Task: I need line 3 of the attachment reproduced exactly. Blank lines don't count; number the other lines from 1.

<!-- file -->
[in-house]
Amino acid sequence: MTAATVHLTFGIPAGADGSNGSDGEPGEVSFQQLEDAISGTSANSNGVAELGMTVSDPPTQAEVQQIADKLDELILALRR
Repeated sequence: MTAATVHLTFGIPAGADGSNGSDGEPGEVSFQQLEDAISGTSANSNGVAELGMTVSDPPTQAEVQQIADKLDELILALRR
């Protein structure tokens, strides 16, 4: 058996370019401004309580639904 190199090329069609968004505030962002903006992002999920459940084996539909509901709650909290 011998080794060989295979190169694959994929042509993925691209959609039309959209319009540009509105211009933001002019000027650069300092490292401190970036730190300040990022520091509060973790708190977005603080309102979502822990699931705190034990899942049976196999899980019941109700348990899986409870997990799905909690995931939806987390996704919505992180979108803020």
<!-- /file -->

Repeated sequence: MTAATVHLTFGIPAGADGSNGSDGEPGEVSFQQLEDAISGTSANSNGVAELGMTVSDPPTQAEVQQIADKLDELILALRR